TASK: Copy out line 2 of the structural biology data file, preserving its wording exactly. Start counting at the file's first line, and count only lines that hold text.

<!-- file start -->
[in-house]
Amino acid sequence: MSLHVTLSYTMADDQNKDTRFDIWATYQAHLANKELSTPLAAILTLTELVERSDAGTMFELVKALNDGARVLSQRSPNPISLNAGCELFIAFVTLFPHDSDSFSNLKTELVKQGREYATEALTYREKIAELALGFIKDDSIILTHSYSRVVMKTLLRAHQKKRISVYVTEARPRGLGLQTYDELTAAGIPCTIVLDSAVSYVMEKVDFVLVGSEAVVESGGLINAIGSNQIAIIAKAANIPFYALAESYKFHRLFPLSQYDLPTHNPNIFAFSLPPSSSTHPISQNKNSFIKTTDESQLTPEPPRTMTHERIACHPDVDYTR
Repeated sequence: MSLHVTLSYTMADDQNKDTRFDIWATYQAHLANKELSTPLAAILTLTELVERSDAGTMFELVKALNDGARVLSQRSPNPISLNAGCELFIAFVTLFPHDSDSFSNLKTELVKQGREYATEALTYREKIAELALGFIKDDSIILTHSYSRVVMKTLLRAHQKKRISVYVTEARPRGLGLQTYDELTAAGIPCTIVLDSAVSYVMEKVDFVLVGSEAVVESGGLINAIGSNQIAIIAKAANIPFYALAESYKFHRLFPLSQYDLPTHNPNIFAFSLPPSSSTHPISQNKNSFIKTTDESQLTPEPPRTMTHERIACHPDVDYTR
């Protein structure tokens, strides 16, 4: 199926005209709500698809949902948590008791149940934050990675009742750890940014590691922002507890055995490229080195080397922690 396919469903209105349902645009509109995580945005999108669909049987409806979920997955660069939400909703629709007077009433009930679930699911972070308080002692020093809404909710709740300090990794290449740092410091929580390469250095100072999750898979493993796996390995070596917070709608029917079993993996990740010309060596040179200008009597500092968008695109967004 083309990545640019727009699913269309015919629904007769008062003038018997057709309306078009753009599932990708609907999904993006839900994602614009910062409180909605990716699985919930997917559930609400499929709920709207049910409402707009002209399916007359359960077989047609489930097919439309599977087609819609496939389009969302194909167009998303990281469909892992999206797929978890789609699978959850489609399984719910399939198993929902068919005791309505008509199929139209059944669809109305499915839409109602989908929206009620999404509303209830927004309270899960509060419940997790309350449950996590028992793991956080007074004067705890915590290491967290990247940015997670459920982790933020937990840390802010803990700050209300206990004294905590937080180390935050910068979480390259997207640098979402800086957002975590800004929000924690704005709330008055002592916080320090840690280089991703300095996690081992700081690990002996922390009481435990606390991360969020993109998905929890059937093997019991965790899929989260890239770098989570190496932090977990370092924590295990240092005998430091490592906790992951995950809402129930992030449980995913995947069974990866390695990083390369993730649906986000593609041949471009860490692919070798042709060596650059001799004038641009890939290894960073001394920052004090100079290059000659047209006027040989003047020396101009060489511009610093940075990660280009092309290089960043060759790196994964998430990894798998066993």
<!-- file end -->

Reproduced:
Amino acid sequence: MSLHVTLSYTMADDQNKDTRFDIWATYQAHLANKELSTPLAAILTLTELVERSDAGTMFELVKALNDGARVLSQRSPNPISLNAGCELFIAFVTLFPHDSDSFSNLKTELVKQGREYATEALTYREKIAELALGFIKDDSIILTHSYSRVVMKTLLRAHQKKRISVYVTEARPRGLGLQTYDELTAAGIPCTIVLDSAVSYVMEKVDFVLVGSEAVVESGGLINAIGSNQIAIIAKAANIPFYALAESYKFHRLFPLSQYDLPTHNPNIFAFSLPPSSSTHPISQNKNSFIKTTDESQLTPEPPRTMTHERIACHPDVDYTR